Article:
Former CMU President receives National Medal of Science
On Oct. 24, former Carnegie Mellon President Subra Suresh received the National Medal of Science from President Joe Biden alongside eight other scientists and engineers for their “outstanding contributions to knowledge in the physical, biological, mathematical, engineering, or social and behavioral sciences, in service to the Nation.” Dr. Suresh, who was president of Carnegie Mellon from 2013 to 2017, was awarded the medal for his innovative work in the fields of biology, materials science, mechanical engineering, medicine, and their intersections.
Early in his career, Dr. Suresh published the book Fatigue of Materials, considered by many to be an essential text in the field of materials science. Dr. Suresh’s contributions to microbiology helped uncover how red blood cells infected with malaria affect blood microcirculation.
Before coming to Carnegie Mellon, Dr. Suresh had served as a professor at Brown University (where he is currently a professor at large, a professor elected by a Board of Trustees under a recommendation of the University’s President), a professor and dean at MIT (where he is also currently a professor), and the director of the National Science Foundation (NSF). While directing the NSF, Dr. Suresh created several highly productive yet low-cost programs, such as the Innovation Corps, and worked to increase the gender diversity of STEM fields through programs like the NSF’s Career-Life Balance initiative.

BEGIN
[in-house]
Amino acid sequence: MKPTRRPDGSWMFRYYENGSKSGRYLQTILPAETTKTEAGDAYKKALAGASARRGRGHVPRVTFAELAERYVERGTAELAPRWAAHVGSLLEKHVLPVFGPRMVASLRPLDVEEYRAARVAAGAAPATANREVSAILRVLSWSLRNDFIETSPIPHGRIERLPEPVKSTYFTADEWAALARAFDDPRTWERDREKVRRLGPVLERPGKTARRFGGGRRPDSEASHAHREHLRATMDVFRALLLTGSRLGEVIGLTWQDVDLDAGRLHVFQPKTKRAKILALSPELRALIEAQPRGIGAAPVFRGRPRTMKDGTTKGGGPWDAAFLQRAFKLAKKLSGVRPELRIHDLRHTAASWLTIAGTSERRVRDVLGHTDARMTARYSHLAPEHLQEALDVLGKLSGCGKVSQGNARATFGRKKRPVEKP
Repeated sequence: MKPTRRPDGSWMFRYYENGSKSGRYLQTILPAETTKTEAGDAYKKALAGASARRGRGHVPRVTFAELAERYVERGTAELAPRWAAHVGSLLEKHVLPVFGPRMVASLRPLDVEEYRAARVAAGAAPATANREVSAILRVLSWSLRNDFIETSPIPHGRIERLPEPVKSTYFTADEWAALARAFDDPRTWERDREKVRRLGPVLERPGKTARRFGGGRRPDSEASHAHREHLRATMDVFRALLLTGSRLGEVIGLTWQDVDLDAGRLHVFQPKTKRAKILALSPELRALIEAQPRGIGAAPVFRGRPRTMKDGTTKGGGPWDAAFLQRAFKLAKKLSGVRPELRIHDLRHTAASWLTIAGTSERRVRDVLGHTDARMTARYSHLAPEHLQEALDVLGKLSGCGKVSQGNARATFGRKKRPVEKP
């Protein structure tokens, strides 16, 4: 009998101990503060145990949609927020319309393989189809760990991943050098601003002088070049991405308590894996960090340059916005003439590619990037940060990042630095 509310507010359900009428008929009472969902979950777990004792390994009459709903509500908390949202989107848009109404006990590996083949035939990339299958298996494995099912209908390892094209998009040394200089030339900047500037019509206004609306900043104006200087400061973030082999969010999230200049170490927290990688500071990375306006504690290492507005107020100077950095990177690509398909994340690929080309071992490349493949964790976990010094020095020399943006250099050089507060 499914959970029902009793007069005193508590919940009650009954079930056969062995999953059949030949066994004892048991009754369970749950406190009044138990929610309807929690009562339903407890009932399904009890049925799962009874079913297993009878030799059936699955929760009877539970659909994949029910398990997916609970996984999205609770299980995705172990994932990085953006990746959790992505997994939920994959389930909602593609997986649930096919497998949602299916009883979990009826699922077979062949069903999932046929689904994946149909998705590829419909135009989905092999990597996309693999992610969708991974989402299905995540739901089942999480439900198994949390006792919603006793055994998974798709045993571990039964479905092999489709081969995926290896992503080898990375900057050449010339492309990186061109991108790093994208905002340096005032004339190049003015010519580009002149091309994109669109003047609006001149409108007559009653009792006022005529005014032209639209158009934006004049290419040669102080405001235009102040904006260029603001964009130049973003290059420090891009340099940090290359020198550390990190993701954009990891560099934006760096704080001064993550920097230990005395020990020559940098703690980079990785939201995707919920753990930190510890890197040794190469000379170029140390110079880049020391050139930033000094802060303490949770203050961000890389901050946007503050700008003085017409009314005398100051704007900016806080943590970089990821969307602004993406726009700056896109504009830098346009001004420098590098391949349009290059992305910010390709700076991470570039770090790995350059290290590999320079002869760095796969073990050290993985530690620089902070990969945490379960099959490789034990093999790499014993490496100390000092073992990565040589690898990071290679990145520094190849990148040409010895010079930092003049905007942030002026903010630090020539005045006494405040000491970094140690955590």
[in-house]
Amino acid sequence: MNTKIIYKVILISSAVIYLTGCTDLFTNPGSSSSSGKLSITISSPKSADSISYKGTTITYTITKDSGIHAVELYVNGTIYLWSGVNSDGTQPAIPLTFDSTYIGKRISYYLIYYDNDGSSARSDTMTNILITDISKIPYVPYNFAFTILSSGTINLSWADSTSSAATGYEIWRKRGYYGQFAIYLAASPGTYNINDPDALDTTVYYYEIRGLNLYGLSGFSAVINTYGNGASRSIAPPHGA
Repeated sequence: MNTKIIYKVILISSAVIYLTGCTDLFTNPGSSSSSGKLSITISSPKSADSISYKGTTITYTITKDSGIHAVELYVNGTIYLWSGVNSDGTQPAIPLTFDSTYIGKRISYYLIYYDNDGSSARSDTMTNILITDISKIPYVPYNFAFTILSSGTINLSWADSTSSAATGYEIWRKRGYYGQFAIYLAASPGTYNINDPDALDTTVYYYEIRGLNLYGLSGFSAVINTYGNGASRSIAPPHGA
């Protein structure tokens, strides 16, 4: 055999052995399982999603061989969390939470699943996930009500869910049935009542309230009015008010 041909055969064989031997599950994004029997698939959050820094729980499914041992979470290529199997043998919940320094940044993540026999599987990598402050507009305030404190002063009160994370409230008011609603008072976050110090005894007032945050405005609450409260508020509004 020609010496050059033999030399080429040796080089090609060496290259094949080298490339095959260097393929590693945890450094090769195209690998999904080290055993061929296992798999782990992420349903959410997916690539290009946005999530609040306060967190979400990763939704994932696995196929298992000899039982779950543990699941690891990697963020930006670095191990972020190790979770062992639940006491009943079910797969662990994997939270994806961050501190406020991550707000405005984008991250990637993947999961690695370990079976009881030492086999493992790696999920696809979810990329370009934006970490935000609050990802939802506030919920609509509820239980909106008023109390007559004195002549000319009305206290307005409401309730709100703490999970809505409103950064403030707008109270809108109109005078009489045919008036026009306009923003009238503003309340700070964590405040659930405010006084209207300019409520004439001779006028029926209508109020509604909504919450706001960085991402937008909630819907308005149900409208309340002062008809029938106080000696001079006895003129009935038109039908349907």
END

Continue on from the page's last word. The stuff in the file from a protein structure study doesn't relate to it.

As president of Carnegie Mellon, Dr. Suresh led many valuable initiatives, such as the funding and construction of the Tepper Quadrangle, the establishment of the Swartz Center for Entrepreneurship, and the formation of a partnership between the university and Tata Consultancy Services, resulting in the receipt of the largest industrial and largest international gift the university had ever received. Another of Dr. Suresh’s main focuses during his presidency was to increase diversity among Carnegie Mellon's faculty and student body. To achieve that goal, Dr. Suresh created the Presidential Fellowship and Scholarship program, which continues to support students today.
Some of Dr. Suresh’s other honors include the Padma Shri award from the government of India, the Chevalier of the Legion of Honor from the government of France, and positions in the National Academy of Science, the National Academy of Medicine, and the National Academy of Engineering.